This is a great breakdown on how the screen rendering works with the new phones, especially the iPhone 6 Plus.
Apple releases Swift 1.0 and you can now submit apps to the App Store.
Yet another musician trying to break into the technology business. Maybe Garth Brooks and Neil Young should have gotten together on the store thing?
Brooks’ beef with iTunes is that it is grounded in selling singles, while Brooks says he wants his music sold as complete albums to protect the songwriters and music publishers who depend on income from tracks included on those recordings.
The problem with his “beef” is that the market has shifted to singles away from albums. Kids these days…
This is the desktop monitor I’ve been waiting for.
And in this case, it’s the users and their passwords.
After more than 40 hours of investigation, we have discovered that certain celebrity accounts were compromised by a very targeted attack on user names, passwords and security questions, a practice that has become all too common on the Internet. None of the cases we have investigated has resulted from any breach in any of Apple’s systems including iCloud® or Find my iPhone.
The fragmentation in the Android development sphere should really keep most developers off that platform until long after they’ve reached that successful stage.
Let me state up front that I have no problem with Android and see its own benefits. But in this context, startups should follow the lead of Instagram and only start dabbling with Android if and when there’s a solid base of millions on iOS and/or if it becomes a strategic chip for the startup.
I’d like to see a breakdown between iOS and Android users. I probably download an average of 3 apps per month. And most of those would be paid. If you factor in the free games and things my kids download it probably goes up over 10.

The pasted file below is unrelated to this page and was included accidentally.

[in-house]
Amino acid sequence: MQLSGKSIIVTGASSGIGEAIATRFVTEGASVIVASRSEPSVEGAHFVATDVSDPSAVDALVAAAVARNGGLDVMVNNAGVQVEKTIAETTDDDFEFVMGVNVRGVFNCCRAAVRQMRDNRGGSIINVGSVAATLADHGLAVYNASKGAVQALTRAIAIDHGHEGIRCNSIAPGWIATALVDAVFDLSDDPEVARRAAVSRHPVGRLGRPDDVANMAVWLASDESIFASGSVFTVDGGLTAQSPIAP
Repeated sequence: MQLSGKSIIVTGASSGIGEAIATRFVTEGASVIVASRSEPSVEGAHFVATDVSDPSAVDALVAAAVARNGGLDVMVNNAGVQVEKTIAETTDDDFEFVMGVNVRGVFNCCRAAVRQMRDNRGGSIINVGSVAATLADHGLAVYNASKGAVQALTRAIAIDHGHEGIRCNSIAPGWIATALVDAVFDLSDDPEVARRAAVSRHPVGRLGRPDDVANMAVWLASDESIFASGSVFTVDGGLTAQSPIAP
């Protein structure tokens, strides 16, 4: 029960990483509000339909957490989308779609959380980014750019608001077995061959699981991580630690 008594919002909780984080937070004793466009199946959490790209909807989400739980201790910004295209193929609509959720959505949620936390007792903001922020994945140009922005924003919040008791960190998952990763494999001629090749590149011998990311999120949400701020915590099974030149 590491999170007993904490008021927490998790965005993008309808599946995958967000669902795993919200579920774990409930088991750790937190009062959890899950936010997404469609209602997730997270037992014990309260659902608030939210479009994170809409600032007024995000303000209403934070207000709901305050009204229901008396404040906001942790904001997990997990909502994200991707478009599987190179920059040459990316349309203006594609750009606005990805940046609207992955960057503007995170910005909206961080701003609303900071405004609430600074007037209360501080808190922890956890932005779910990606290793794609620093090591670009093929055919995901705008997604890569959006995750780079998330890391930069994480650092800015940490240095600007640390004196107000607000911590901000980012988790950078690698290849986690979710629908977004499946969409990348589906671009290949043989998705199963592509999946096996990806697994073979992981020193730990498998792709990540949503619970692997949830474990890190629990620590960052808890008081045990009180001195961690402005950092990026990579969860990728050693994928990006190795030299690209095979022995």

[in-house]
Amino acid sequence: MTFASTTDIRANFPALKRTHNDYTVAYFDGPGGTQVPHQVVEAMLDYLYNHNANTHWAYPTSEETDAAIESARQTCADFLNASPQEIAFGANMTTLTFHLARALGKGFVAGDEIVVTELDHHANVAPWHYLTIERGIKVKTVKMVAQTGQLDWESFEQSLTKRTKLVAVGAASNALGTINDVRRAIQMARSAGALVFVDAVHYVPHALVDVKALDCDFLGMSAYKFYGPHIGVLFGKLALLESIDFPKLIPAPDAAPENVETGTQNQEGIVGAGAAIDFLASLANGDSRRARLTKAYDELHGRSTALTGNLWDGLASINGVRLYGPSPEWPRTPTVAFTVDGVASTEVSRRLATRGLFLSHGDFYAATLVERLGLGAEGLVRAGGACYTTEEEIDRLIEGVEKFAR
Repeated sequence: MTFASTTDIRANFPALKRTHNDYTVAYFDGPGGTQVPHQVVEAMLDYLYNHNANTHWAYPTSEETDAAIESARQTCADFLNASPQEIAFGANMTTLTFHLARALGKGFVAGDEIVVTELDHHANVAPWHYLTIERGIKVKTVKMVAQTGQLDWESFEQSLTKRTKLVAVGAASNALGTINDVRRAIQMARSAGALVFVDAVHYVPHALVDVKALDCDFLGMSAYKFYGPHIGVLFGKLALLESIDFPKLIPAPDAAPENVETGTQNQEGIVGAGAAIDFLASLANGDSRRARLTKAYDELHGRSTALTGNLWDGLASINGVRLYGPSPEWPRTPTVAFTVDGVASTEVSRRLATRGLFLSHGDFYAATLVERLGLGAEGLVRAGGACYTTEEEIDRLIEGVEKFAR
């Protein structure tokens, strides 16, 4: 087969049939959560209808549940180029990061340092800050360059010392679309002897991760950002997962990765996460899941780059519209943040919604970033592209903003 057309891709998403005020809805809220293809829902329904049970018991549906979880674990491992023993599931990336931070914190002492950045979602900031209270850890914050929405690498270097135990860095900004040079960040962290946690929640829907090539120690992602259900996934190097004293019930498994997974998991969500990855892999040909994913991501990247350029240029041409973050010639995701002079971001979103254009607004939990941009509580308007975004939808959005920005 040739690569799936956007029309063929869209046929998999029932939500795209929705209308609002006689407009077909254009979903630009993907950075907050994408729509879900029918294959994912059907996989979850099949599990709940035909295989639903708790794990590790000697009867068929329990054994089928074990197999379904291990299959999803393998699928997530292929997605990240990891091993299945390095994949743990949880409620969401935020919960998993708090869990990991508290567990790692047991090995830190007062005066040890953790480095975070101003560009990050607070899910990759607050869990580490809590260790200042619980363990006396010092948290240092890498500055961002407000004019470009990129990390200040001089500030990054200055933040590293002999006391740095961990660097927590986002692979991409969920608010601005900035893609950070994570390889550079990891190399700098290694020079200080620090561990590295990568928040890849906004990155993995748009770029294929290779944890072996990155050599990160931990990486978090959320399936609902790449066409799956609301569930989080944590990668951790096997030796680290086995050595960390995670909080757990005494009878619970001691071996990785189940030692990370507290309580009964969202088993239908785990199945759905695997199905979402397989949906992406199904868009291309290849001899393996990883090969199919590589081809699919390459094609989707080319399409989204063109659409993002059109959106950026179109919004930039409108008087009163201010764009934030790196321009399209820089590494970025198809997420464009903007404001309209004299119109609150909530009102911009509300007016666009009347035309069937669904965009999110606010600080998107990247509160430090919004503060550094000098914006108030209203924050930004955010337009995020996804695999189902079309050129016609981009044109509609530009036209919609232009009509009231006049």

I love this kind of stuff. Even if it’s presentation is a bit of the click-bait kind.
Not a bad looking toolchain for spinning up your web development projects. Definitely something to keep in mind or keep an eye on.
Rec Room is a Node.js utility belt you can wear to build client side web apps. It includes:
Brick to add components like appbars and buttons to your UI.
Ember for your app’s controllers, models, and views.
Handlebars to write your app’s templates.
Grunt to run the tasks for your app, including building for production.
I18n.js to localize your app.
Mocha to test your app.
Stylus to write your CSS.
Yeoman to scaffold new code for your app’s models and templates.
Should be rolling out in the fall. Can’t wait! It’s also interesting to hear that Google will be rewarding HTTPS in search rankings.
First, Google just announced that they will begin taking into account whether a site supports HTTPS connections in their ranking algorithm. This means that if you care about SEO then ensuring your site supports HTTPS should be a top priority. Kudos to Google to giving webmasters a big incentive to add SSL to their sites.